PileMedic™ is a patent-pending recently developed innovative product by QuakeWrap, Inc. president, Professor Mo Ehsani for repair, strengthening and encapsulation of steel, concrete and wood or timber piles. We invite you to watch videos of some of our projects to appreciate the ease of installation of this amazing versatile product. Applications include bridges, buildings, industrial plants, utility poles, piers, underwater piles, timber piles used in railroad bridges, etc. The following pages on this website detail the unique advantages of this product and why they make PileMedic™ a truly remarkable invention for repair of columns, piles and poles.
Nearly two decades ago, Professors Ehsani and Saadatmanesh introduced the concept of repair and retrofit of structures with Fiber Reinforced Polymer (FRP) to the construction industry in a paper published at the ACI Concrete International. During this time the application of FRP products has seen significant growth worldwide. However, the form of these materials has remained virtually unchanged.
In the original concept, referred to as the wet layup method, fabrics of carbon or glass are saturated in the field with resins, such as epoxy, and they are bonded to the exterior surfaces of structural elements such as beams, columns and walls. The materials cure in less than a day, resulting in a reinforcing skin that is 2-3 times stronger than steel. The technique is somewhat labor intensive and requires trained installers to make sure the fibers in the fabric are aligned properly during the installation and that no air bubbles are trapped under the fabric. Samples of the saturated fabric are made each day on the job site and sent to a laboratory for testing to verify the strength of the installed products. However, these results become available in a few days, often after the project is near completion and remedial measures are difficult to implement.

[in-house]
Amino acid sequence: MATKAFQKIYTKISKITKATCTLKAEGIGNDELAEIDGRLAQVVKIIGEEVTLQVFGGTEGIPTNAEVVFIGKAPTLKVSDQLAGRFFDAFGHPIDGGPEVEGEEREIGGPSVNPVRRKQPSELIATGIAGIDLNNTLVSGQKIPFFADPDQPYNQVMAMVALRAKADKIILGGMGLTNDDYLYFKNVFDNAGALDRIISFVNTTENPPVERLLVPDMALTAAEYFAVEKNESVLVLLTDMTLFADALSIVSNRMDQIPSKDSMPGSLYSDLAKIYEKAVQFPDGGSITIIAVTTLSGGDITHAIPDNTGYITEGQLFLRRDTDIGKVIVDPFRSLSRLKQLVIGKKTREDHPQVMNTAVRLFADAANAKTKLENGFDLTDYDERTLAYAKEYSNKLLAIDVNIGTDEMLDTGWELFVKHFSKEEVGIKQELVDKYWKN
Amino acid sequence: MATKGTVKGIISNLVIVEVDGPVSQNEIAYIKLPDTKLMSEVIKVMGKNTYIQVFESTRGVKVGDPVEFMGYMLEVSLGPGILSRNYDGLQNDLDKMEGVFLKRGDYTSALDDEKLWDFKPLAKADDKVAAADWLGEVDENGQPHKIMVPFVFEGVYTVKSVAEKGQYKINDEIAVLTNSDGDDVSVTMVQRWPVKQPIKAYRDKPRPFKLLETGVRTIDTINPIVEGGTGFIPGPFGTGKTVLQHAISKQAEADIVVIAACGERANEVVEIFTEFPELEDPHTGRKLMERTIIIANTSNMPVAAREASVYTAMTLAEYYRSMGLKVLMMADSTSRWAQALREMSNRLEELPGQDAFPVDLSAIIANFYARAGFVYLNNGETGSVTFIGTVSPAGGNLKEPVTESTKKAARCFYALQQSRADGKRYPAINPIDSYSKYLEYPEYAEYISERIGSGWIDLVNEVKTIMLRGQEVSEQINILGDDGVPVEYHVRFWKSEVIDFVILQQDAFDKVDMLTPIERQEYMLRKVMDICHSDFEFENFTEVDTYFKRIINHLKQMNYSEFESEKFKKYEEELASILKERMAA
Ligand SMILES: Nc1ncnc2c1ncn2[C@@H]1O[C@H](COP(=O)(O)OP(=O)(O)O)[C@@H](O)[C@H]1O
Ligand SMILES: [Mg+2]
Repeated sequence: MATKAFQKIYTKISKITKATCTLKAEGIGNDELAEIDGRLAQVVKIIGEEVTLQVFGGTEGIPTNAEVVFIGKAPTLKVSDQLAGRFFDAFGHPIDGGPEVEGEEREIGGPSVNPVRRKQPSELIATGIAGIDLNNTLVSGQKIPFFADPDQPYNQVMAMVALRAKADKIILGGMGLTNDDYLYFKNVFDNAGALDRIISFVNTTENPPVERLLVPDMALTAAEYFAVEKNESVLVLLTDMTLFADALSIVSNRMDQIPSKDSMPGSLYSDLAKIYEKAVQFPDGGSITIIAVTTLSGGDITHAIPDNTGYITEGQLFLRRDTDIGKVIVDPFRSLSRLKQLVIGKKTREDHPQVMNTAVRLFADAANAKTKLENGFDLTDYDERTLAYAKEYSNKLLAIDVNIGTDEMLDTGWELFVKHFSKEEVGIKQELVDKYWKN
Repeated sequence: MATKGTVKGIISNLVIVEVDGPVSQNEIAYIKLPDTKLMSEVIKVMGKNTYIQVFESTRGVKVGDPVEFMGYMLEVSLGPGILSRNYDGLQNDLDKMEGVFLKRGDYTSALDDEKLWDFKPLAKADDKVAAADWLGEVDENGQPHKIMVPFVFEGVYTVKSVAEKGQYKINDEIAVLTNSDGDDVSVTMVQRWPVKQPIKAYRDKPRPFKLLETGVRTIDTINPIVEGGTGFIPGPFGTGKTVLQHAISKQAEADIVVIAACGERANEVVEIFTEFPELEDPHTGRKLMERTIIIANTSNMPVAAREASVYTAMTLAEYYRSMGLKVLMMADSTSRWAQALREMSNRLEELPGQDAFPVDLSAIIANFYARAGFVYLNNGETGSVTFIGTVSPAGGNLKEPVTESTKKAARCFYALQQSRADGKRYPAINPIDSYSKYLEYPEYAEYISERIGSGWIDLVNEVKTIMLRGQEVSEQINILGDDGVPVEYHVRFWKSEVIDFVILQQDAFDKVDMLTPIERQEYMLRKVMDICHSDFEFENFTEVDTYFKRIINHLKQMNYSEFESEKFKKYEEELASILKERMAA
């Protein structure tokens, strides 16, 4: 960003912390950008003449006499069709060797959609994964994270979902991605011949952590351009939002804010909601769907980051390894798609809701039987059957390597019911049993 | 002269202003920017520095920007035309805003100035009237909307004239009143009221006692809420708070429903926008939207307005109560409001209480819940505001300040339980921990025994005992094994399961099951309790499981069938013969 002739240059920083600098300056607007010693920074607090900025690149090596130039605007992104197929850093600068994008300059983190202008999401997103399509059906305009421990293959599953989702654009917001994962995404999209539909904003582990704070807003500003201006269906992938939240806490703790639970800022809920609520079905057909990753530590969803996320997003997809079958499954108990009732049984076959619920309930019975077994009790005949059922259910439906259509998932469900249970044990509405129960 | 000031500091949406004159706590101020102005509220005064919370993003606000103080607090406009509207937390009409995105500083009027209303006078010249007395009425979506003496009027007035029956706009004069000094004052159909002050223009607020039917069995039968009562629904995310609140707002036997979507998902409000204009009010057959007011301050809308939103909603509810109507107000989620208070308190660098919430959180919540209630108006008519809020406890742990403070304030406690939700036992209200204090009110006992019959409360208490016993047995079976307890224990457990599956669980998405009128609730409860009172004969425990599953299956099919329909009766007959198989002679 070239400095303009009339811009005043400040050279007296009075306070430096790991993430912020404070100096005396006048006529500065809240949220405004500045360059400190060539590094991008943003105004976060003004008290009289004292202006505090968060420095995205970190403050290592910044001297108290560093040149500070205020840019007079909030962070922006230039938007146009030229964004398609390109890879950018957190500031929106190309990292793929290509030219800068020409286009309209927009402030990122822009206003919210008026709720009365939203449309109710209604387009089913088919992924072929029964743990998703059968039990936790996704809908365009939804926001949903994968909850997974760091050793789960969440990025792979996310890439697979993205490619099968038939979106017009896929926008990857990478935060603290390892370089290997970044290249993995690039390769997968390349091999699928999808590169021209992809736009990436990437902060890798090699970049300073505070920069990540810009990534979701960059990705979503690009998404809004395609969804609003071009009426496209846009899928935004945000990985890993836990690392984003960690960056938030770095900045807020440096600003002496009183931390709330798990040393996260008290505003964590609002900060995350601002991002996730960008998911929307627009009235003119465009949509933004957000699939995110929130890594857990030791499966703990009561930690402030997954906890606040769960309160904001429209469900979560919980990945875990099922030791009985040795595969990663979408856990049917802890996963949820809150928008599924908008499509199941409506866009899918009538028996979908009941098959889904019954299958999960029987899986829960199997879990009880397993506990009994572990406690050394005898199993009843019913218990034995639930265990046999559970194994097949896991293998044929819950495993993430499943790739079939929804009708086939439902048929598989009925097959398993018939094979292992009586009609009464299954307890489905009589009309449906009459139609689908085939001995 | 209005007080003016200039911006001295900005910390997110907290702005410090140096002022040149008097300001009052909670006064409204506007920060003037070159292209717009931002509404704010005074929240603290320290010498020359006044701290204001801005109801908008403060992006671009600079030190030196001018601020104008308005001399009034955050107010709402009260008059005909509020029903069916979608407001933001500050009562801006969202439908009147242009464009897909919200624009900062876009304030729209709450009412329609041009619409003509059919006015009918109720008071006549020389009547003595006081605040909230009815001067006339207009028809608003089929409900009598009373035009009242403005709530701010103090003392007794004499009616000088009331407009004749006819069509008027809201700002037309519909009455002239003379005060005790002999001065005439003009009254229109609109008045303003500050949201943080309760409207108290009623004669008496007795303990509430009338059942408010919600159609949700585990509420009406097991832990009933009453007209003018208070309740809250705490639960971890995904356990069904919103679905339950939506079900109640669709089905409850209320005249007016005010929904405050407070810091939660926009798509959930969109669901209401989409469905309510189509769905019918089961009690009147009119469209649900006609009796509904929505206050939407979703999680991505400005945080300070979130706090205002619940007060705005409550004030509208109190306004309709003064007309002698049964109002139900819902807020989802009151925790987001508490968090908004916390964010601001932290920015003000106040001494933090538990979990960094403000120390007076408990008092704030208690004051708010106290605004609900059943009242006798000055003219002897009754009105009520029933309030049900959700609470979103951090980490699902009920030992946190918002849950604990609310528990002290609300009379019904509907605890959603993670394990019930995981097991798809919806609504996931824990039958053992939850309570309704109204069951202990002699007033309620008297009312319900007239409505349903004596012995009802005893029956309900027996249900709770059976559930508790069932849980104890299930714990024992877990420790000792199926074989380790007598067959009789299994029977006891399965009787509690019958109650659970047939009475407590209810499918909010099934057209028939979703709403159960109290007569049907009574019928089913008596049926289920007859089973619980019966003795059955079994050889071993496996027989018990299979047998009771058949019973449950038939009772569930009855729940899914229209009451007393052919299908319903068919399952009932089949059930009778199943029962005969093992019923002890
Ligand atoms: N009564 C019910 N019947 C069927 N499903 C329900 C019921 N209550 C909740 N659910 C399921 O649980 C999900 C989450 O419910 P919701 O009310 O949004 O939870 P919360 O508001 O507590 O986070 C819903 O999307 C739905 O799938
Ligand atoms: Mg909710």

In response to the above shortcomings, we have developed a new “form” of FRP products called SuperLaminate™ which are produced in our manufacturing facility. In this case, one or more layers of glass or carbon fabric are saturated with resin and passed through specially designed equipment that applies uniform heat and pressure. The result is a very thin solid laminated sheet; typical sheets are 0.01-0.025 inches thick X 50 inch wide X 150 feet long. The tensile strength of the laminate is about 155,000 psi. Basically, we have moved 70%-80% of the construction activity away from the field to our production facility. This results in savings in construction time, while improving the quality of the finished installation. Unlike the wet layup method, here the strength of the laminates can be tested prior to installation and if there are any defective products, they can be rejected.
The stiffness of SuperLaminate™ allows it to be coiled in the field to create a shell, like an extremely strong and durable Sonotube. This offers a unique cost-effective new method for strengthening deteriorated and corroded columns, underwater piles, utility poles, encapsulation of underwater piles in the tidal or splash zone. Other applications include post-disaster restoration of columns and piles following earthquakes, hurricanes, blast loading, etc. where PileMedic™ offers the fastest solution to restoring the integrity of the structure.
The patent-pending PileMedic™ system is the latest technology for encapsulation, repair and strengthening of piles, and columns. We invite you to watch videos of some of our projects to appreciate the ease of installation of this amazing versatile product.
The system works equally well on all materials including steel, concrete, and wood or timber. These FRP laminates are constructed with multiple layers of carbon and/or glass fabrics pressed together and passed through a specially-designed equipment that applies resin under pressure and heat to form a solid thin flexible laminate. The laminates can be used to repair and strengthen deteriorated and/or corroded columns in railroad and highway bridges, buildings, industrial facilities and underwater piles in coastal structures and piers.